till Christ the promised Seed should come, who is the end of the law for righteousness to every one that believeth, Romans 10:4; upon whose coming the law contained in ordinances ceased. That Christ is here to be understood by the seed,..."(Matthew P.).

    till the seedduring the period up to the time when the seed came. The law was a preparatory dispensation for the Jewish nation (Ro 5:20; Greek, "the law came in additionally and incidentally"), intervening between the promise and its fulfilment in Christ.-(Jamieson F.B.). 

to whom-(ho)-who) the promise was made-ἐπήγγελται (epeggeltai)-to profess, promise)

    till the seed should come, to whom the promise was made; either Christ the seed of the woman, and of Abraham, who was to come in the flesh, and is come; and to whom the grand promise of life, and all the promises of the covenant were made; not for himself, but for those he represented, and in whom they are all secure: until whose coming to finish transgression, and bring in everlasting righteousness, the law was to continue in the form in which, and the use for which it was added, and then to cease as the ministration of Moses; for through the coming of Christ it received its full accomplishment, and came to an end; the ceremonial law was utterly abolished, and the moral law ceased to be a covenant of works, though it continues a rule of walk and conversation; and the whole Mosaic economy was no more: or else the seed here intends the spiritual seed of Abraham; particularly among the Gentiles, to whom the promise of blessedness, of justification, and eternal life was made; and the sense be, that till such time that a generation of faithful men, of believers in Christ, should arise among the Gentiles, the law was to continue with the Jews; but when they should spring up, the middle wall of partition should be broken down, and Abraham's spiritual seed among Jews and Gentiles make up one body, one people, and be fellow heirs and partakers of the promise of God in Christ, through the Gospel-(Gill).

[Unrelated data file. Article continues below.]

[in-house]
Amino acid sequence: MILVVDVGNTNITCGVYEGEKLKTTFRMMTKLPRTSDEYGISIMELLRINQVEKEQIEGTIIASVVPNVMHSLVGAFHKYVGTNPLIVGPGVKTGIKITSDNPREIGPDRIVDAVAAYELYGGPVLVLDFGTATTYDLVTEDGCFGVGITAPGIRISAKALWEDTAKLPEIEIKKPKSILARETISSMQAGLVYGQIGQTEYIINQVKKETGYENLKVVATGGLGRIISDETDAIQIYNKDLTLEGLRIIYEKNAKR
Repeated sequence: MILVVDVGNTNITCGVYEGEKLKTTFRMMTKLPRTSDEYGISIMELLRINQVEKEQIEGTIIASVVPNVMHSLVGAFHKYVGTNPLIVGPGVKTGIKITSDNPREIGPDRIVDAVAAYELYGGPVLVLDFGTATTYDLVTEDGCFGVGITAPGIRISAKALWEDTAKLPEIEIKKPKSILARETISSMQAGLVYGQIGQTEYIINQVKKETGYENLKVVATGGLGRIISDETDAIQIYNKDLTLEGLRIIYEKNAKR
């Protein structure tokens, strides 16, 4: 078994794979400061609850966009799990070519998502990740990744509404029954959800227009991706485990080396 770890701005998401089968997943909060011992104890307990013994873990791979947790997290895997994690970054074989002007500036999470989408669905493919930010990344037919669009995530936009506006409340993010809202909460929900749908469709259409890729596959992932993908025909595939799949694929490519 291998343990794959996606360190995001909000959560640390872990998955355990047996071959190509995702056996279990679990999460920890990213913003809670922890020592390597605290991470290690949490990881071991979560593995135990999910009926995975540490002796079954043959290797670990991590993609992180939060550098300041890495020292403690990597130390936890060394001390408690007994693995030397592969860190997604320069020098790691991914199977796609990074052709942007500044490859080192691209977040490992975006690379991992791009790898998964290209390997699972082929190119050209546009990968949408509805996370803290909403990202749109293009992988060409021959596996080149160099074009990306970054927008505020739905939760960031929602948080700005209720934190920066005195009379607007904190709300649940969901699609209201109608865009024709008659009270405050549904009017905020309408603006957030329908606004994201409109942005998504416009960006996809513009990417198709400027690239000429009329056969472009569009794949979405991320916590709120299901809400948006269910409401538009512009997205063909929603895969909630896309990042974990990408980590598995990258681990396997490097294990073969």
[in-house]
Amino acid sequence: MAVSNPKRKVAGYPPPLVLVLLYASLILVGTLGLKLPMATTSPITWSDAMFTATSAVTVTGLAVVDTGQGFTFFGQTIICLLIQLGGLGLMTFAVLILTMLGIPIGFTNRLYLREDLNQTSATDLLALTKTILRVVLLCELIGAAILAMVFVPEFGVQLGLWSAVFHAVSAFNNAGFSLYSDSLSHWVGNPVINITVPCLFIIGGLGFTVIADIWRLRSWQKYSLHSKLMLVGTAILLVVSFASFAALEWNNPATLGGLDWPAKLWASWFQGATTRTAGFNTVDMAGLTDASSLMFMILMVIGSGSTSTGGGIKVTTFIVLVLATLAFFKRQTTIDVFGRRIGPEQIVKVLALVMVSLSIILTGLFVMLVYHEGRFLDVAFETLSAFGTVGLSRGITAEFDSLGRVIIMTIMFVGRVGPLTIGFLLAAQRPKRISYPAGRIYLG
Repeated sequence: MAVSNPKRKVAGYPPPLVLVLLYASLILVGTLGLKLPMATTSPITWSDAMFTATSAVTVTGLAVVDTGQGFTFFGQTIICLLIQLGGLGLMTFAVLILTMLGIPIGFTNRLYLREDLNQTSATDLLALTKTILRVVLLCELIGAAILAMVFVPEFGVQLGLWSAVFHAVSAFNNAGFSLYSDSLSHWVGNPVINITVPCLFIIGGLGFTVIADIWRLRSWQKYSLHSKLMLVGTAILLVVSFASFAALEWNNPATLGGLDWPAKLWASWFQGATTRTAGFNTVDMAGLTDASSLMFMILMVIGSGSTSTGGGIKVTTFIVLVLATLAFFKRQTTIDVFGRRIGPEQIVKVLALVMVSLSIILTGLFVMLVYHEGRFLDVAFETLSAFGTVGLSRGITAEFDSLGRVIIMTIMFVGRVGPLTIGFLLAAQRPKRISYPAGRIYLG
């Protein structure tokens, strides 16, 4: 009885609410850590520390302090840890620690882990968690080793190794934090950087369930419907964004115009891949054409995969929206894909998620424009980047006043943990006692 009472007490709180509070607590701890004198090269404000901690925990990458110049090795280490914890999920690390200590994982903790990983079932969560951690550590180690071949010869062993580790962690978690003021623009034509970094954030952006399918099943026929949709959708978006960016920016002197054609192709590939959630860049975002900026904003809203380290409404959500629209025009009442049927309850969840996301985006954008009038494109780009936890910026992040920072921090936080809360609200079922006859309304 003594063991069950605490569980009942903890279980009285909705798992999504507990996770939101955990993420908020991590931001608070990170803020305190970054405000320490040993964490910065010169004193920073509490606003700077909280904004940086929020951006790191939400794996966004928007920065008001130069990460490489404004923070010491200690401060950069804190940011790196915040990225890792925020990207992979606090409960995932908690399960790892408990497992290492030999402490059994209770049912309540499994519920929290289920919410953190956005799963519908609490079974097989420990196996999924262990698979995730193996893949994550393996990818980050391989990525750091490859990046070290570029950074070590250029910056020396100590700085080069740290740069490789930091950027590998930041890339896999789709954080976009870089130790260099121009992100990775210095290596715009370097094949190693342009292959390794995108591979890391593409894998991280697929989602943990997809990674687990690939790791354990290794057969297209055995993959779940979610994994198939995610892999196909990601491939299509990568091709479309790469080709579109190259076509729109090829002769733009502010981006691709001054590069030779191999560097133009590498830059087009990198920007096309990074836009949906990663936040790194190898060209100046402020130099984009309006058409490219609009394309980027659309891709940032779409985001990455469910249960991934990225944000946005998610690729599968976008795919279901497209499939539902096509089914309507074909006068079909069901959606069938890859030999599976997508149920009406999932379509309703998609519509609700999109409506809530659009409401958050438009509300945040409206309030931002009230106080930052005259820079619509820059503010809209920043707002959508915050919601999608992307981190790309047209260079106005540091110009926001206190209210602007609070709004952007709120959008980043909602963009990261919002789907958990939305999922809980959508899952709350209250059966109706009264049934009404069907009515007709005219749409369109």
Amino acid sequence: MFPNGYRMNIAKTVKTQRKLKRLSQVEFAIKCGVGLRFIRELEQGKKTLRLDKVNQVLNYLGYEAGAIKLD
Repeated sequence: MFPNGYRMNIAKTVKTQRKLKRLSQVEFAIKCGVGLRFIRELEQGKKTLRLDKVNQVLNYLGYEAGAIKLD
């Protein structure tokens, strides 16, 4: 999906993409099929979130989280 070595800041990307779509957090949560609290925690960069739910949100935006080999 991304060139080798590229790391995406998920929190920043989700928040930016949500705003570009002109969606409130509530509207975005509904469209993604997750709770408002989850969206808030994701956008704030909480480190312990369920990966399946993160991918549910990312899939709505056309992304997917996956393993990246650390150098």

ordained-διαταγεὶς (diatageis)-to arrange throughout, (i.e. set in order, ordain) by-δι (di)-through, by means of, (i.e. through (the agency of) Angels-ἀγγέλων (aggelon)-messenger, agent)

    and it was ordained by angels; not Moses and Aaron, and Joshua, as some say; for though Moses was concerned in the giving of the law, yet not Aaron nor Joshua, nor are any of them ever called angels; but the holy elect angels are here meant, the ten thousands of saints, or holy ones, God came to Mount Sinai with, and the Lord [(LORD)] was among, in the holy place; see Deuteronomy 33:2 and so the Jews say (l) that the Lord [(LORD)] appeared on Mount Sinai gloriously, , "with companies", or "troops of angels", to give the law to his people-(Gill). 

    Ordained by angels.—The idea of angels having had a share in the giving of the Law appears in Deuteronomy 33:2 : “The Lord came from Sinai . . . He shined forth from mount Paran, and He came with ten thousands of saints.” For “saints” the LXX. substitutes, in the next verse, “angels.” Similar allusions are found at the end of St. Stephen’s speech (Acts 7:53): “Who have received the law by the disposition (as ordinances) of angels, and have not kept it.”-(Ellicott).

    was ordained by angels. Luke, Acts 7:38, speaks of the law as published by one angel: the apostle, Hebrews 2:2, calls it, the word spoken by angels. We read of no angels, Exodus 19:20, nor of any of the saints; yet, Deu 33:2: Moses saith God came from Sinai, with ten thousand saints. The law was given either by the ministry of an angel, or by God attended with angels.-(Matthew P.).